Majestic yet unforgiving, Mount Everest is one of the most dangerous places on Earth. With a summit higher than the cruising altitude of a 747, those brave enough to attempt to scale it must battle blistering winds, freezing temperatures and a fatal lack of oxygen. Unsurprisingly, many fail to make it that far. Given the punishing nature of this environment, it begs the question: why would anyone want to even try? It’s a quandary that isn’t fully answered by Everest, a taut, visually stunning true-life tale that never quite reaches the requisite emotional heights.
With a script by Oscar-winning duo William Nicholson (Gladiator) and Simon Beaufoy (The Full Monty), based on the real events of the 1996 disaster, Everest focuses on the survival attempts of two expedition groups, one led by Jason Clarke’s cautious kiwi Rob Hall and the other by Jake Gyllenhaal’s laid back Scott Fischer, when they’re caught in the path of a violent storm.
Despite the mountain only being first conquered in 1953, by 1996 ascending the world’s highest peak has become a mini industry, with amateur adrenalin junkies paying hefty fees for a guided tour to the top of the world. Everest takes place on the tipping point of this unregulated business, with base camp overrun by twenty different teams each attempting to scale the mountain at the same time, creating a chaos that will eventually lead to disaster.
And that’s exactly what happens when Rob and Scott’s teams are unexpectedly engulfed by a fierce blizzard as they make their final assault on the summit. With oxygen running low and the storm refusing to subside, the beleaguered adventurers make a desperate bid to make it down the mountain before it takes their lives.
As you might expect of a movie set on one of the most spectacular places on the planet, Everest is visually astounding. Director Baltasar Kormákur skilfully combines flawless digital imagery with practical effects to place us firmly on the mountain. From the shaky camerawork during a mini avalanche to the dizzying shots of a climber dangling over a seemingly endless crevasse, Kormákur evokes the stomach churning reality of Everest’s unforgiving terrain, rivalling Alfonso Cuarón’s Gravity for immersive intensity.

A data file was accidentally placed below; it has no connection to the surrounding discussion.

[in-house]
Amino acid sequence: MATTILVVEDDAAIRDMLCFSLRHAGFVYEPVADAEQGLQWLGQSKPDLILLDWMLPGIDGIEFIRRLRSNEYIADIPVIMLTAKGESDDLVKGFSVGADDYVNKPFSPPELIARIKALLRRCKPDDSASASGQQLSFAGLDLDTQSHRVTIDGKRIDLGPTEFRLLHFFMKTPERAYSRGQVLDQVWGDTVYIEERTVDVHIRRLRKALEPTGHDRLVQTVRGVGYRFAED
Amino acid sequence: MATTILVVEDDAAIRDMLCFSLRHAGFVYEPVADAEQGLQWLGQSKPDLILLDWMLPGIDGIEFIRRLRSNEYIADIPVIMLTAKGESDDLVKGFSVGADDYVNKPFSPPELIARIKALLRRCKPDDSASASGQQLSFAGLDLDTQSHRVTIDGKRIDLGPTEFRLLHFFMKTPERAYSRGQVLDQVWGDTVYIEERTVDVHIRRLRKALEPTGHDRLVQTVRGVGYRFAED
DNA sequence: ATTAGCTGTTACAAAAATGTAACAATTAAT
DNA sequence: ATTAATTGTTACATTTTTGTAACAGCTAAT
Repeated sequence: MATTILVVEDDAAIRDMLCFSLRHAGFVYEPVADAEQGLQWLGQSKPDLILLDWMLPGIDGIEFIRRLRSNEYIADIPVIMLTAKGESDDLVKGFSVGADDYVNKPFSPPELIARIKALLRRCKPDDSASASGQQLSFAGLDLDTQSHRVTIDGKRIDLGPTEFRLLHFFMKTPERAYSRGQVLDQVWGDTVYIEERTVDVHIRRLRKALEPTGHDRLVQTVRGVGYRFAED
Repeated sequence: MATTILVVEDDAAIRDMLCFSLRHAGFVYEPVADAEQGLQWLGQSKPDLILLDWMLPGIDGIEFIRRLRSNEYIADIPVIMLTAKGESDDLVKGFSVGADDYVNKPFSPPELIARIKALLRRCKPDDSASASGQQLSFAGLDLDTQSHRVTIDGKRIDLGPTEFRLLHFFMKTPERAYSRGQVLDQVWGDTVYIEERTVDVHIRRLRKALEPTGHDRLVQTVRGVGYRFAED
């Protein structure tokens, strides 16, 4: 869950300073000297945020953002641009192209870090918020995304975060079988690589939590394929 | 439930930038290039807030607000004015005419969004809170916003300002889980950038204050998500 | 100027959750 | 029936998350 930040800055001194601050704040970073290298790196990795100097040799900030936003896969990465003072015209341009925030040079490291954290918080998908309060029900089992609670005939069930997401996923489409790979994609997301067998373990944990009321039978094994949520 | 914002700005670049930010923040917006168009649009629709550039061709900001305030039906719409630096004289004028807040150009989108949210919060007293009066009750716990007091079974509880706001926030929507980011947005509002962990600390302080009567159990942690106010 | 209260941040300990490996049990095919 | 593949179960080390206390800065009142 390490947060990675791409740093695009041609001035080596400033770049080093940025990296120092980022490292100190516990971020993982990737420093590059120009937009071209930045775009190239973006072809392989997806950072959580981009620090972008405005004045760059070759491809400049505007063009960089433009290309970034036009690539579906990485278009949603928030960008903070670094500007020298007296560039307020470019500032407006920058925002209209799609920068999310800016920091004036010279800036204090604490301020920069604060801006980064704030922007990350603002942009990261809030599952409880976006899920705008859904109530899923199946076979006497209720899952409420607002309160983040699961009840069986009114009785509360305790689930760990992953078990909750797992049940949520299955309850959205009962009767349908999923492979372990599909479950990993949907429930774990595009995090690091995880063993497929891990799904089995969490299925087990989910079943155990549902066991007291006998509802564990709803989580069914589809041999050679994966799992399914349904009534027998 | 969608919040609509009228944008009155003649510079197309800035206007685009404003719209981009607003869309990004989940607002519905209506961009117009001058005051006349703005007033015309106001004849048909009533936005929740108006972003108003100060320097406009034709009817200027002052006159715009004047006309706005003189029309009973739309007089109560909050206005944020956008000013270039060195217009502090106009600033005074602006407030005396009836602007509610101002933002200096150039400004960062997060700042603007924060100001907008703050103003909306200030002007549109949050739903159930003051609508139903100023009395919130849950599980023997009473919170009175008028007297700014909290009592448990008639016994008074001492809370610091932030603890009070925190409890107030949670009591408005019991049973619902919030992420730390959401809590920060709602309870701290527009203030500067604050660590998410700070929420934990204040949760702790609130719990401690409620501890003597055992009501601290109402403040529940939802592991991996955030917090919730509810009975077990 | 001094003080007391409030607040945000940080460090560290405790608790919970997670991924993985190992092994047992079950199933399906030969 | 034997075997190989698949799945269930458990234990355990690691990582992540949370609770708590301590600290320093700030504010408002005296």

The story is slow to get going with the setup in particular feeling over-wrought due to the sheer number of characters involved. Multiple teams may have taken part in the ill-fated expedition, but by trying to focus on so many people, Nicholson and Beaufoy don’t have enough time to fully explore them all. The best survival stories are personal journeys where an individual battles impossible odds, but with Everest we don’t gain enough insight into the characters’ private lives to fully invest in their survival.
That said, when the storm does finally strike, it’s one hell of a spectacle. As the body count rises and climbers succumb to the numbing temperatures, Kormákur swaps wide shots of the gorgeous horizons for tight angles where vision is almost entirely lost to the engulfing blizzard, creating a claustrophobic intensity that really ratchets up the tension. The director also does exceptional work in juggling everyone’s stories without letting the momentum drop for even a second.
One further downside of having so many faces vying for attention is that most of the talented cast struggle to standout. Given we spend most of our time following their characters, it’s no surprise the most affecting, emotional-wrought performances comes from Clarke, Josh Brolin and John Hawkes. Everyone else, though, comes across as one note, with Gyllenhaal especially wasted as a grating, carefree hipster, when his performance hints at a character with unexplored depths.
Boasting striking cinematography, tight direction and a star-studded line-up of capable performers, from a distance Everest looks set to be an extraordinary adventure. Yet, much like the mountain at the centre of the story, it’s when you venture further that difficulties emerge, with an overloaded cast making it hard to feel much for any one individual.
It’s still a gripping, exhilarating journey, just one that will ultimately leave you colder than the icy temperatures atop the world’s highest peak.
Runtime: 121 min; Genre: Thriller; Released: 18 September 2015;
Director: Baltasar Kormákur; Writers: William Nicholson, Simon Beaufoy;
Cast: Jason Clarke, Jake Gyllenhaal, Josh Brolin, John Hawkes
Click here to watch the trailer for Everest